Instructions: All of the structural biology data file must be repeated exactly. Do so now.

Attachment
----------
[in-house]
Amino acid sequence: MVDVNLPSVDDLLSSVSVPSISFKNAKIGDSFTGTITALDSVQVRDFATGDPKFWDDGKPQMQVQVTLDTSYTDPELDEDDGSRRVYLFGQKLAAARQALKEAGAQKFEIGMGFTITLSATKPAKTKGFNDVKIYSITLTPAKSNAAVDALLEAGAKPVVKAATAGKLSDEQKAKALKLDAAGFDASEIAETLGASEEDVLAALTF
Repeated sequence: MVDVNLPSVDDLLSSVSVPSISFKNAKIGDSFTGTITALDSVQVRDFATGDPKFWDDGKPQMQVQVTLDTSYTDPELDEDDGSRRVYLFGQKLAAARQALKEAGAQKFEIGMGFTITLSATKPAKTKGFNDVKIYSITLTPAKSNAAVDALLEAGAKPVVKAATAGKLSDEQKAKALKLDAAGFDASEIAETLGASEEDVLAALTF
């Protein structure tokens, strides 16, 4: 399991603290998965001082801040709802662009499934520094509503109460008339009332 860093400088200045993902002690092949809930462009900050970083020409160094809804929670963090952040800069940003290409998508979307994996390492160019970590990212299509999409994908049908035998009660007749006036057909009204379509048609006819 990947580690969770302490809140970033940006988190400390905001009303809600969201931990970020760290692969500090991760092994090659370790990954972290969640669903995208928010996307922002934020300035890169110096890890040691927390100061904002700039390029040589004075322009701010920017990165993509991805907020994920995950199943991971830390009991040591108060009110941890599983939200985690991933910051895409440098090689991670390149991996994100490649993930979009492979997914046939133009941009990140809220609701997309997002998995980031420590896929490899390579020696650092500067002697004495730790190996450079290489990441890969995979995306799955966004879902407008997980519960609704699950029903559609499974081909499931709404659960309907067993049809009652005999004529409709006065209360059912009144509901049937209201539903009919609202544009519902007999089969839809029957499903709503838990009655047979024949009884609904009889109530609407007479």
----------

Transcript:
[in-house]
Amino acid sequence: MVDVNLPSVDDLLSSVSVPSISFKNAKIGDSFTGTITALDSVQVRDFATGDPKFWDDGKPQMQVQVTLDTSYTDPELDEDDGSRRVYLFGQKLAAARQALKEAGAQKFEIGMGFTITLSATKPAKTKGFNDVKIYSITLTPAKSNAAVDALLEAGAKPVVKAATAGKLSDEQKAKALKLDAAGFDASEIAETLGASEEDVLAALTF
Repeated sequence: MVDVNLPSVDDLLSSVSVPSISFKNAKIGDSFTGTITALDSVQVRDFATGDPKFWDDGKPQMQVQVTLDTSYTDPELDEDDGSRRVYLFGQKLAAARQALKEAGAQKFEIGMGFTITLSATKPAKTKGFNDVKIYSITLTPAKSNAAVDALLEAGAKPVVKAATAGKLSDEQKAKALKLDAAGFDASEIAETLGASEEDVLAALTF
């Protein structure tokens, strides 16, 4: 399991603290998965001082801040709802662009499934520094509503109460008339009332 860093400088200045993902002690092949809930462009900050970083020409160094809804929670963090952040800069940003290409998508979307994996390492160019970590990212299509999409994908049908035998009660007749006036057909009204379509048609006819 990947580690969770302490809140970033940006988190400390905001009303809600969201931990970020760290692969500090991760092994090659370790990954972290969640669903995208928010996307922002934020300035890169110096890890040691927390100061904002700039390029040589004075322009701010920017990165993509991805907020994920995950199943991971830390009991040591108060009110941890599983939200985690991933910051895409440098090689991670390149991996994100490649993930979009492979997914046939133009941009990140809220609701997309997002998995980031420590896929490899390579020696650092500067002697004495730790190996450079290489990441890969995979995306799955966004879902407008997980519960609704699950029903559609499974081909499931709404659960309907067993049809009652005999004529409709006065209360059912009144509901049937209201539903009919609202544009519902007999089969839809029957499903709503838990009655047979024949009884609904009889109530609407007479």